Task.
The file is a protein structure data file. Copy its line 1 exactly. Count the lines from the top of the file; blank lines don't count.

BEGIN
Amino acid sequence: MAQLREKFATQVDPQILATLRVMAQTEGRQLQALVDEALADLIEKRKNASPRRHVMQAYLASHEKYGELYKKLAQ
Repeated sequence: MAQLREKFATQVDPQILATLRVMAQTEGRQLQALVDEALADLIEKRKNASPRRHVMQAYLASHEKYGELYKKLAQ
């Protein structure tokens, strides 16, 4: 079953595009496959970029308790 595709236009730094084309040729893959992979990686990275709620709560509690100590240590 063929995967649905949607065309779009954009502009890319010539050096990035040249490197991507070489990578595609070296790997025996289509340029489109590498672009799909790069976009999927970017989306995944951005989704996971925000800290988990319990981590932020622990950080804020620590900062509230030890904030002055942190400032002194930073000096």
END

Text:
Amino acid sequence: MAQLREKFATQVDPQILATLRVMAQTEGRQLQALVDEALADLIEKRKNASPRRHVMQAYLASHEKYGELYKKLAQ